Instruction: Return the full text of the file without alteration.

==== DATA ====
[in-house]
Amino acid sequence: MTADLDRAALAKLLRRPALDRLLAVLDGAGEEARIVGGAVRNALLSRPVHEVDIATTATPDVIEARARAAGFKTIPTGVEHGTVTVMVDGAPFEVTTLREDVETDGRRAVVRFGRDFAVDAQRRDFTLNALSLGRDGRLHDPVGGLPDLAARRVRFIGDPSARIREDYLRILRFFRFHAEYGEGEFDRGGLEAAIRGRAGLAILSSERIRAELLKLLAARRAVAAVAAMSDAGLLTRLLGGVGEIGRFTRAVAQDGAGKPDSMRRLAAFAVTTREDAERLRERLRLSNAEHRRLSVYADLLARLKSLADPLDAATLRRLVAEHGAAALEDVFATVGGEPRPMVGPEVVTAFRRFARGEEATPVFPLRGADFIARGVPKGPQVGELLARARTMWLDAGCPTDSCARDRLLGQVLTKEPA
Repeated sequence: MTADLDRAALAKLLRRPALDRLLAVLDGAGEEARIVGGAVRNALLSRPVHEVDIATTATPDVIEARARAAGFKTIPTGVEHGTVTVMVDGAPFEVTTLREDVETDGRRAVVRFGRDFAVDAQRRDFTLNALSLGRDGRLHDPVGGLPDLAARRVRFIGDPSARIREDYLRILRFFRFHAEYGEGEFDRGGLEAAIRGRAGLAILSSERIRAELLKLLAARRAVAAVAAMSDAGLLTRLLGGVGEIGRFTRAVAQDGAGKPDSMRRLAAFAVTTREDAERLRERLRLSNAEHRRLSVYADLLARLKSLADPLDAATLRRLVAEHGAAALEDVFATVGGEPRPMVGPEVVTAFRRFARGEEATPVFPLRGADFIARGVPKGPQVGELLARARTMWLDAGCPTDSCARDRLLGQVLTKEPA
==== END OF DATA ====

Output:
[in-house]
Amino acid sequence: MTADLDRAALAKLLRRPALDRLLAVLDGAGEEARIVGGAVRNALLSRPVHEVDIATTATPDVIEARARAAGFKTIPTGVEHGTVTVMVDGAPFEVTTLREDVETDGRRAVVRFGRDFAVDAQRRDFTLNALSLGRDGRLHDPVGGLPDLAARRVRFIGDPSARIREDYLRILRFFRFHAEYGEGEFDRGGLEAAIRGRAGLAILSSERIRAELLKLLAARRAVAAVAAMSDAGLLTRLLGGVGEIGRFTRAVAQDGAGKPDSMRRLAAFAVTTREDAERLRERLRLSNAEHRRLSVYADLLARLKSLADPLDAATLRRLVAEHGAAALEDVFATVGGEPRPMVGPEVVTAFRRFARGEEATPVFPLRGADFIARGVPKGPQVGELLARARTMWLDAGCPTDSCARDRLLGQVLTKEPA
Repeated sequence: MTADLDRAALAKLLRRPALDRLLAVLDGAGEEARIVGGAVRNALLSRPVHEVDIATTATPDVIEARARAAGFKTIPTGVEHGTVTVMVDGAPFEVTTLREDVETDGRRAVVRFGRDFAVDAQRRDFTLNALSLGRDGRLHDPVGGLPDLAARRVRFIGDPSARIREDYLRILRFFRFHAEYGEGEFDRGGLEAAIRGRAGLAILSSERIRAELLKLLAARRAVAAVAAMSDAGLLTRLLGGVGEIGRFTRAVAQDGAGKPDSMRRLAAFAVTTREDAERLRERLRLSNAEHRRLSVYADLLARLKSLADPLDAATLRRLVAEHGAAALEDVFATVGGEPRPMVGPEVVTAFRRFARGEEATPVFPLRGADFIARGVPKGPQVGELLARARTMWLDAGCPTDSCARDRLLGQVLTKEPA